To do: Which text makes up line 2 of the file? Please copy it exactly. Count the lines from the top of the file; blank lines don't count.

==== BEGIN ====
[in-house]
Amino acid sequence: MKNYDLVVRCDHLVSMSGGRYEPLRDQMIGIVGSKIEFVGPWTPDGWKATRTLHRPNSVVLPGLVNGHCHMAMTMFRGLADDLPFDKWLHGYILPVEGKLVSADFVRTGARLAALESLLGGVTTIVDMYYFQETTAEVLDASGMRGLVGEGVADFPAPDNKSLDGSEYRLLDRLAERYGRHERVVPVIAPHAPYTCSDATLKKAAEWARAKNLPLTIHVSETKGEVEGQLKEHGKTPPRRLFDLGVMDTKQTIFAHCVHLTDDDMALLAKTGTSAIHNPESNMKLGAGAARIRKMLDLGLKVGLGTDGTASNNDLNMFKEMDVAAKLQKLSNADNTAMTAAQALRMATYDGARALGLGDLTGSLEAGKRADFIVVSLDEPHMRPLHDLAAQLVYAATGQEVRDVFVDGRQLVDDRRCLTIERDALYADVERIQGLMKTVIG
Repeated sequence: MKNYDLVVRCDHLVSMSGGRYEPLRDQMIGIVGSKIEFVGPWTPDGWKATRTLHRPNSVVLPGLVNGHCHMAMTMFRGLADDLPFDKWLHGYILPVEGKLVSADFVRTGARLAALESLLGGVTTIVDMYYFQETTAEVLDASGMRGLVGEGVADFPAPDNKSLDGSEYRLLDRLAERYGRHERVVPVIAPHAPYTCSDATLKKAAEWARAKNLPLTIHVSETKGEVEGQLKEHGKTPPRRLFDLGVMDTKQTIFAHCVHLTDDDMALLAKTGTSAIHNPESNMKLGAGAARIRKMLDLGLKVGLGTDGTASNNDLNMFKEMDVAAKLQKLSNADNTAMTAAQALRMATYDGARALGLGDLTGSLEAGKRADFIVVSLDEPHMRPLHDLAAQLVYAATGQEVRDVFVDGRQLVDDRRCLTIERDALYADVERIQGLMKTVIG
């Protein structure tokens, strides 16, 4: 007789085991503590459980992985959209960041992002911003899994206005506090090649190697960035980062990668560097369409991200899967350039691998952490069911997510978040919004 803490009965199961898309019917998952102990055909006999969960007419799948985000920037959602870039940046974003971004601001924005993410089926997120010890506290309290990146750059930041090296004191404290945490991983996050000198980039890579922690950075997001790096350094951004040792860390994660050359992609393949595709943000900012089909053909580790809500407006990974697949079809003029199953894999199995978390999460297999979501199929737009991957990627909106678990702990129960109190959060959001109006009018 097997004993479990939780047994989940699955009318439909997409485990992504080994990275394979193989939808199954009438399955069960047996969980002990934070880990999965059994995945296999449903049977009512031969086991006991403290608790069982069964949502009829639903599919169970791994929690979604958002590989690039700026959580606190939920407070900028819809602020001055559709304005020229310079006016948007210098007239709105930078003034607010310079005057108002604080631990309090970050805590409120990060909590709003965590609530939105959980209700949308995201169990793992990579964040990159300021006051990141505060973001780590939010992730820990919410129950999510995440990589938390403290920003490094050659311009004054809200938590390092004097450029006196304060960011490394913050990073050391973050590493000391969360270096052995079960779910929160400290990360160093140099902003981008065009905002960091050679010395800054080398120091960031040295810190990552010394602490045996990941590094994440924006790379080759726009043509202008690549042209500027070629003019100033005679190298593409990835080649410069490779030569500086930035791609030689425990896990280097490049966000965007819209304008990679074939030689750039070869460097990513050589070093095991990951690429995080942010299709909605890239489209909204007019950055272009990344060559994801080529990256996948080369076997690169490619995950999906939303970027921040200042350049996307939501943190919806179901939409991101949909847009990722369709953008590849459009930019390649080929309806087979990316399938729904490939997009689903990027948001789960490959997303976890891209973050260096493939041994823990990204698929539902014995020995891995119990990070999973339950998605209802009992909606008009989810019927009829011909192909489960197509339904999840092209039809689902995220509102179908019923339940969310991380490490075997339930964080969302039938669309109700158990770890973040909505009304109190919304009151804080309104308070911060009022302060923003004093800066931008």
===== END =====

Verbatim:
Amino acid sequence: MKNYDLVVRCDHLVSMSGGRYEPLRDQMIGIVGSKIEFVGPWTPDGWKATRTLHRPNSVVLPGLVNGHCHMAMTMFRGLADDLPFDKWLHGYILPVEGKLVSADFVRTGARLAALESLLGGVTTIVDMYYFQETTAEVLDASGMRGLVGEGVADFPAPDNKSLDGSEYRLLDRLAERYGRHERVVPVIAPHAPYTCSDATLKKAAEWARAKNLPLTIHVSETKGEVEGQLKEHGKTPPRRLFDLGVMDTKQTIFAHCVHLTDDDMALLAKTGTSAIHNPESNMKLGAGAARIRKMLDLGLKVGLGTDGTASNNDLNMFKEMDVAAKLQKLSNADNTAMTAAQALRMATYDGARALGLGDLTGSLEAGKRADFIVVSLDEPHMRPLHDLAAQLVYAATGQEVRDVFVDGRQLVDDRRCLTIERDALYADVERIQGLMKTVIG